Friday, March 14, 2014

[fireeye] A Detailed Examination of the Siesta Campaign

Executive Summary

FireEye recently looked deeper into the activity discussed in TrendMicro’s blog and dubbed the “Siesta” campaign. The tools, modus operandi, and infrastructure used in the campaign present two possibilities: either the Chinese cyber-espionage unit APT1 is perpetrating this activity, or another group is using the same tactics and tools as the legacy APT1.
The Siesta campaign reinforces the fact that analysts and network defenders should remain on the lookout for known, public indicators and for shared attributes that allow security experts to detect multiple actors with one signature.


On March 6, 2014 TrendMicro reported on the Siesta Campaign. Though not explicitly stated in this report, the tactics, techniques and procedures (TTPs) described in this report share a number of characteristics with historical activity we’ve attributed to APT1 (also known as the “Comment Crew”).
We witnessed this same campaign targeting a customer in the telecommunications sector on Feb. 20, 2014, using a spear-phishing message with a link to ifuedit[.]net/ This zip file contained a malicious executable with the following properties:
Compile Time2014-02-20 02:28:21
Import Hash20ff5087740eabff5bdbdf99d9fb6853
This sample initiated a callback to www[.]microsofthomes[.]com/index.html.
This same import hash was seen in the following samples:
MD5Compile TimeCommand-and-Control (CnC) server
68f73d81c814ab2f70eed02c0be3b67d2014-02-20 02:26:24www[.]microsofthomes[.]com
20b124baaaec1e8cbc3cd52e8e5ceebd2014-02-20 02:26:24www[.]microsofthomes[.]com
Techniques, tactics, and procedures analysis
The TTPs described above are consistent with APT1. This group previously relied on establishing a foothold in targeted networks with following methods:
  • Spear-phishing emails with links to archives
  • Callback traffic to a legitimate-looking webpage
Analysis of Related Samples
A related dropper listed in the TrendMicro report on the Siesta campaign is MD5 0f3031412d255336a102bbc1dcd43812. This sample had the following properties:
Compile Time2014-02-19 09:29:04
Import Hash0fefba40443edd57f816502035077e3e
The import hash of 0fefba40443edd57f816502035077e3e is in other samples linked to the Siesta campaign including:
MD5Compile TimeCnC
643654975b63a9bb6f597502e5cd8f492014-01-14 04:38:30www[.]cloudcominc[.]com
0f3031412d255336a102bbc1dcd438122014-02-19 09:29:04www[.]skyslisten[.]com
The import hash from this dropper was also seen in a number of previous APT1 samples dating as far back as 2011 — well before the release of the APT1 report. We previously discussed the value of tracking via import hashing here. Other APT1 samples with this same import hash include (but are not limited to):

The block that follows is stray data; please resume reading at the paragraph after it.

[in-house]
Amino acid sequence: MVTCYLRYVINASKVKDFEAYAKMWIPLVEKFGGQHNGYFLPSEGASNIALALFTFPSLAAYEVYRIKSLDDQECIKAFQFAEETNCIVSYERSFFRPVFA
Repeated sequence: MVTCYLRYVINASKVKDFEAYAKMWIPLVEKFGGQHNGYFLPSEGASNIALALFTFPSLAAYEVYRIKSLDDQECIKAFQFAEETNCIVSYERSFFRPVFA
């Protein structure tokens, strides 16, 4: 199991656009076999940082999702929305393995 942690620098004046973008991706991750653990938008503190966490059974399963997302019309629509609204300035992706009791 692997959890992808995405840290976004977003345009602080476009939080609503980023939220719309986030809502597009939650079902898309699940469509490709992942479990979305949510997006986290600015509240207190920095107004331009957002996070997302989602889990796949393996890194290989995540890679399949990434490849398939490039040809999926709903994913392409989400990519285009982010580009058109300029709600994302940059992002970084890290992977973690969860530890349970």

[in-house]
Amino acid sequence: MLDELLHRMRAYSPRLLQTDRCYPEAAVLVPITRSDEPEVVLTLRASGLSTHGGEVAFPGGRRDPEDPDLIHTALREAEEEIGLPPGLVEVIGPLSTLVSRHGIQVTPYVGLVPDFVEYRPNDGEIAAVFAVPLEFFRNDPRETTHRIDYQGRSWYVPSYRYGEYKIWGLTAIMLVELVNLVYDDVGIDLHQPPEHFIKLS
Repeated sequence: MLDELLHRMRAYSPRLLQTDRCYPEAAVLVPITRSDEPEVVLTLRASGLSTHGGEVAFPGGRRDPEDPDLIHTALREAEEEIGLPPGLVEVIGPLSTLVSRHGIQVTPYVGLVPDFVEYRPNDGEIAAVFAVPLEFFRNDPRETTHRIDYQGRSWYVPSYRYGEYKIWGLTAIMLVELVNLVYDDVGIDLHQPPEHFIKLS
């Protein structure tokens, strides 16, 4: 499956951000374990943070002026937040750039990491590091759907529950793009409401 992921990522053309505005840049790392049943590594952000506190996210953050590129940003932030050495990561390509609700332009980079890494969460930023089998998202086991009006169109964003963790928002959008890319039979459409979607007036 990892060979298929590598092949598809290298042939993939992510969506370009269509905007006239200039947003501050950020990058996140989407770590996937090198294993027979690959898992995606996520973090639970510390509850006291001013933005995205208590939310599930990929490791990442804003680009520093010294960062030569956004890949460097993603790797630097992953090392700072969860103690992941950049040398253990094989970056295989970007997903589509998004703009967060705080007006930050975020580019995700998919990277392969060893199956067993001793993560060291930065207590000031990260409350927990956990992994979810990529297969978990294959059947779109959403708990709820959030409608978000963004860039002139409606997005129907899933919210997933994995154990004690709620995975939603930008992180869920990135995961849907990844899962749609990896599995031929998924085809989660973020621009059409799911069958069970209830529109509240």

MD5Compile TimeCnC
719453b4da6d3814604c84a28d4d1f4c2011-06-16 12:54:20www[.]stapharrest[.]com
93a6e9a26924a5cdab8ed47cadbe88d52012-01-18 13:35:54www[.]offerdahls[.]com
c2aadd6a69a775602d984af64eaeda962012-05-15 09:02:25www[.]bluecoate[.]com
1df0b937239473df0187063392dae0282012-06-20 09:25:31www[.]billyjoebobshow[.]com
55065f1b341e5b095b6d453923d5654d2012-07-12 09:21:17184.82.164.104
65502e91e3676cf30778a7078f1061de2012-07-19 09:31:42www[.]billyjoebobshow[.]com
287113e4423813efd242af8e6255f6802012-07-24 05:53:22thales[.]myftp[.]info
d613d40d5402f58d8952da2c24d1a7692012-09-27 12:46:20www[.]billyjoebobshow[
57a4c6236b4ecf96d31258e5cc6f0ae42013-01-07 07:43:14manslist[.]loopback[.]nu
e5a4ec0519c471b5be093aee5c33b1ee2013-01-08 07:34:59www[.]whackcard[.]com
f822a9e08b51c19a154dfb63ee9b83672013-01-10 07:50:58technology[.]acmetoy[.]com
Further, the 0f3031412d255336a102bbc1dcd43812 sample dropped a backdoor with the MD5 hash 185e930a19ad1a99c226d59ef563e28c. This implant was stored as a resource within the dropper, and it contained a custom base64 alphabet of oWXYZabcdefghijkl123456789ABCDEFGHIJKL+/MNOPQRSTUVmn0pqrstuvwxyz. This custom alphabet was used by the malware to decode commands issued by the attacker to the victim machine and to Base64 encode the reverse shell from the victims back to the CnC server.This same custom alphabet has been used in previous APT1 samples including (but not limited to):
MD5Compile TimeCnC
736ebc9b8ece410aaf4e8b60615f065f2003-05-15 08:58:48www[.]comtoway[.]com
ac87816b9a371e72512d8fd82f61c7372006-09-14 02:28:46www[.]mwa[.]net
173cd315008897e56fa812f2b2843f832006-09-14 02:28:46www[.]deebeedesigns[.]ca
513644c57688b70860d0b9aa1b6cd0d72010-12-17 03:24:1369.90.65.240
fdf6bf1973af8ab130fbcaa0914b4b062012-05-10 08:41:35www[.]woodagency[.]com
682bfed6332e210b4f3a91e5e8a1410b2012-05-15 03:17:04www[.]oewarehouse[.]com